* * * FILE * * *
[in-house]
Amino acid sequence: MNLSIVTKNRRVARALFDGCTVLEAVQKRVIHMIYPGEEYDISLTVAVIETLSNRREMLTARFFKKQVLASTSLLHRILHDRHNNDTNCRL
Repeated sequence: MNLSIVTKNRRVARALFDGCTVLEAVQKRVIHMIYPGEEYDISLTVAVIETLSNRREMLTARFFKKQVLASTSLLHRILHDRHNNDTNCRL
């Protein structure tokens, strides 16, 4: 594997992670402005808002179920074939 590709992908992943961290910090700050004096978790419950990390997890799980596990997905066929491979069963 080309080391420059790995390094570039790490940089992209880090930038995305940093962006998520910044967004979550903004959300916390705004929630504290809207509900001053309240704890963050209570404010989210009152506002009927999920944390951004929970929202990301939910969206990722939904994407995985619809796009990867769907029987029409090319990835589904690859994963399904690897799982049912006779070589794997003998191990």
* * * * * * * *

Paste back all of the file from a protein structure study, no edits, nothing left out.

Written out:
[in-house]
Amino acid sequence: MNLSIVTKNRRVARALFDGCTVLEAVQKRVIHMIYPGEEYDISLTVAVIETLSNRREMLTARFFKKQVLASTSLLHRILHDRHNNDTNCRL
Repeated sequence: MNLSIVTKNRRVARALFDGCTVLEAVQKRVIHMIYPGEEYDISLTVAVIETLSNRREMLTARFFKKQVLASTSLLHRILHDRHNNDTNCRL
């Protein structure tokens, strides 16, 4: 594997992670402005808002179920074939 590709992908992943961290910090700050004096978790419950990390997890799980596990997905066929491979069963 080309080391420059790995390094570039790490940089992209880090930038995305940093962006998520910044967004979550903004959300916390705004929630504290809207509900001053309240704890963050209570404010989210009152506002009927999920944390951004929970929202990301939910969206990722939904994407995985619809796009990867769907029987029409090319990835589904690859994963399904690897799982049912006779070589794997003998191990």